History of Election Day has roots in agriculture
November 7, 2017
Why do we vote on a Tuesday?
Before 1845, we were more of an agricultural society and November was considered a good time for elections because the busy harvest season was coming to a close. Many country folks had to travel quite a long way to get to a polling station, so it made sense to hold elections on a Tuesday. This avoided religious holidays as well.
ELECTION DAY HISTORY
To-day, alike are great and small,
The nameless and the known;
My palace is the people's hall,
The ballot-box, my throne!
–John Greenleaf Whittier, American poet (1807–92)
On January 7, 1789, the electors were chosen for the first U.S. presidential election. (George Washington was elected president on February 4.)
By an act of Congress on January 23, 1845, the first Tuesday following the first Monday in November was designated Election Day for future presidential elections.
The first such election took place on November 7, 1848. Whig Party candidate Zachary Taylor won out over Democrat Lewis Cass and Free-Soil candidate (and former president) Martin Van Buren. Taylor's running mate was Millard Fillmore, who became the nation's 13th president on July 10, 1850, upon Taylor's untimely death.
The freeman, casting with unpurchased hand
The vote that shakes the turrets of the land.
–Oliver Wendell Holmes, American poet (1809–94)
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November 7, 1893: The state of Colorado granted women residents the right to vote.
October 23, 1915: 25,000 women marched in NYC demanding the right to vote.
August 26, 1920: The Nineteenth Amendment was adopted, granting women the right to vote. It was nicknamed the "Anthony" amendment in recognition of the lobbying efforts of suffragette Susan B. Anthony.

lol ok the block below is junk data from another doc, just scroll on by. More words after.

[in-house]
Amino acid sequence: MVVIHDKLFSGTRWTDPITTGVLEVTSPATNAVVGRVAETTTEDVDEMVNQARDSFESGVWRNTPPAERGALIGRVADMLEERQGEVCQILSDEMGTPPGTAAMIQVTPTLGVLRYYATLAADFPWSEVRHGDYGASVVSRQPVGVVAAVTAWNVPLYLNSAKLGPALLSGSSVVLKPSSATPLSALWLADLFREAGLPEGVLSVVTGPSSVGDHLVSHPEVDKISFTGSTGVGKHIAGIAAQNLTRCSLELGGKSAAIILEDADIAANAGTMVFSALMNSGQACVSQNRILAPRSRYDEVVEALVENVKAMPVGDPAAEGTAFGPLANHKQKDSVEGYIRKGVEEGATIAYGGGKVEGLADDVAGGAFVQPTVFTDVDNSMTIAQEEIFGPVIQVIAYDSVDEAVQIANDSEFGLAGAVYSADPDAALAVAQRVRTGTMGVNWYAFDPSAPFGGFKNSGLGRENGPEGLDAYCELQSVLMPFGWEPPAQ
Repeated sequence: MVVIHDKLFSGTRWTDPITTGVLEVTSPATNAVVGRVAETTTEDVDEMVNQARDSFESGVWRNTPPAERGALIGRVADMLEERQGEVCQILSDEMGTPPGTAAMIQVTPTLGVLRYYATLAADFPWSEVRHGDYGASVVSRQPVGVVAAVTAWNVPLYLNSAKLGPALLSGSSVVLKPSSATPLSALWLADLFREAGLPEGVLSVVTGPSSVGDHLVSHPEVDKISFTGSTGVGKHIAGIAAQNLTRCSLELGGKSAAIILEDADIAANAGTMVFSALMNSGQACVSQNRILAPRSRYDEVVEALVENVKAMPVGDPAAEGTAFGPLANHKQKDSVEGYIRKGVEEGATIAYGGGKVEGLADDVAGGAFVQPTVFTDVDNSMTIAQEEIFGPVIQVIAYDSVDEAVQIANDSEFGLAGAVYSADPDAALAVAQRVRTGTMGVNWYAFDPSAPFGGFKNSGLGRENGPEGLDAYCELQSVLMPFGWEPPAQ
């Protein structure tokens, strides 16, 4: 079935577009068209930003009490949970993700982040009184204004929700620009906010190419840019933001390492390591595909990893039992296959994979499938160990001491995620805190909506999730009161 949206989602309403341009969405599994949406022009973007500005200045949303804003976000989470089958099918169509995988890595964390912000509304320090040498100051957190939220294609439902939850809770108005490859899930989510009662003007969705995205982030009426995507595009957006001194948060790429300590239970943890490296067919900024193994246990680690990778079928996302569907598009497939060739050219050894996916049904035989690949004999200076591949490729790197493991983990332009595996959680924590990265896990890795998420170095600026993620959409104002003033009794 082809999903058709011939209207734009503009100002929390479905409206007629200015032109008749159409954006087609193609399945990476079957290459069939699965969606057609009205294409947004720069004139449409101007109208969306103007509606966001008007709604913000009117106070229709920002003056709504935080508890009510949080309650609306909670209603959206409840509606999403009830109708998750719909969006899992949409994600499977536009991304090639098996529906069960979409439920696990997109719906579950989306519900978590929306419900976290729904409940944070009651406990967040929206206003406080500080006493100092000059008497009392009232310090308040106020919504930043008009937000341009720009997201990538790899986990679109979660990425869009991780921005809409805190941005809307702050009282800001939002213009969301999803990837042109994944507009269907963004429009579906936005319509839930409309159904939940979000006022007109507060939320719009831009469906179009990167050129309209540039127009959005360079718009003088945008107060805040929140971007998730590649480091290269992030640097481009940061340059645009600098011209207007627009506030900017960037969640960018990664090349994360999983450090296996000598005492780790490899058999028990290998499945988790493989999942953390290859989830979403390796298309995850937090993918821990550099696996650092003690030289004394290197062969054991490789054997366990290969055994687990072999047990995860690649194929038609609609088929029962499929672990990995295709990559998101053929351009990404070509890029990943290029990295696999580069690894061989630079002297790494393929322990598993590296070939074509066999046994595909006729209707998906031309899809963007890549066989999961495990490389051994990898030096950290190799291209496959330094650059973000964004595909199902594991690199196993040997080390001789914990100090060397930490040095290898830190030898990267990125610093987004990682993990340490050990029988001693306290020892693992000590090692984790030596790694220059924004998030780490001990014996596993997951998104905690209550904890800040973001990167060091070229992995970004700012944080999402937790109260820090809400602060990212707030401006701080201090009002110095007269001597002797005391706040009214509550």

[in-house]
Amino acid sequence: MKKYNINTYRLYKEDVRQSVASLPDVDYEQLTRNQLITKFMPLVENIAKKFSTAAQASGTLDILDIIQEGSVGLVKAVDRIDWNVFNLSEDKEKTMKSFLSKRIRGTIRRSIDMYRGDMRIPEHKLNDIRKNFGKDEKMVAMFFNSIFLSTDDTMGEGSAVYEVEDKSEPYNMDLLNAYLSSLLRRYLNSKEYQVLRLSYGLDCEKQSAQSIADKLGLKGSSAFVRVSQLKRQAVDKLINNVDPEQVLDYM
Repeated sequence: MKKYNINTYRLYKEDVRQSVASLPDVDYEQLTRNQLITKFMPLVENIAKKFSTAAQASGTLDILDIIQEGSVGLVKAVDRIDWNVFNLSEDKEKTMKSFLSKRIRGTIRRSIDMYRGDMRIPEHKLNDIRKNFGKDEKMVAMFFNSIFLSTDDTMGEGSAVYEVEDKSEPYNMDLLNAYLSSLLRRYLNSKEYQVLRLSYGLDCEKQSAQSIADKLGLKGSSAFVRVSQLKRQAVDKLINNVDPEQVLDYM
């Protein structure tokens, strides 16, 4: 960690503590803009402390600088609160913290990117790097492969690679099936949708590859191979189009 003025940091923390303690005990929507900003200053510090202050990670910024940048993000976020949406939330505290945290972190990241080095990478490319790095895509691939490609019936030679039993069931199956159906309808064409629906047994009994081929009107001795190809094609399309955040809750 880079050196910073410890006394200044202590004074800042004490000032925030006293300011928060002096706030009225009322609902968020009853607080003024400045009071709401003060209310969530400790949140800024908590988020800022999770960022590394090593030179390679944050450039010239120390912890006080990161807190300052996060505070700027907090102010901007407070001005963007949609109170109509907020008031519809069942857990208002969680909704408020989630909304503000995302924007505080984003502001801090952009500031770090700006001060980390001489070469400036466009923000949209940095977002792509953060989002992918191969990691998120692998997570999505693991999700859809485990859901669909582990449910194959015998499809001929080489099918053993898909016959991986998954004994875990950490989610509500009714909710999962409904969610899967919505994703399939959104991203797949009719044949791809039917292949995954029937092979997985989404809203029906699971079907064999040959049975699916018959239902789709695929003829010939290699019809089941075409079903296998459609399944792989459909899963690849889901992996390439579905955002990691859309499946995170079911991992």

July 2, 1946: As a result of two decisions handed down by the Supreme Court in 1944, both upholding the right of Blacks to vote in primary elections, blacks in Mississippi vote for the first time in that state's Democratic primary.
March 29, 1961: Ratification of the 23rd amendment to the Constitution gave residents of Washington, D.C., right to vote in presidential elections.
May 20, 1993: The "motor-voter" bill was signed by President Bill Clinton, allowing citizens to register to vote when applying for a driver's license.
August 26: Women's Equality Day
Formerly known as Woman Suffrage Day, this day marks the ratification of the 19th Amendment to the U.S. Constitution (1920), granting women the right to vote. Ratification came in Tennessee, where suffragist (Anitia) Lili Pollitzer, age 25, persuaded Tennessee state legislator Harry T. Burn, age 24, to cast the deciding vote. "I know that a mother's advice is always safest for a boy to follow," he said, "and my mother wanted me to vote for ratification." The country's 26 million voting-age women were enfranchised by this change in the Constitution. Longtime suffragist Carrie Chapman Catt summed up her experiences in the battle this way: "Never in the history of politics has there been such a nefarious lobby as labored to block the ratification." Upon ratification, Catt founded the League of Women Voters, an organization now dedicated to providing impartial, in-depth information about candidates, platforms, and ballot issues.
– Information from The Old Farmer’s Almanac: https://www.almanac.com/content/when-election-day
Find a polling place near you: https://www.vote.org/polling-place-locator/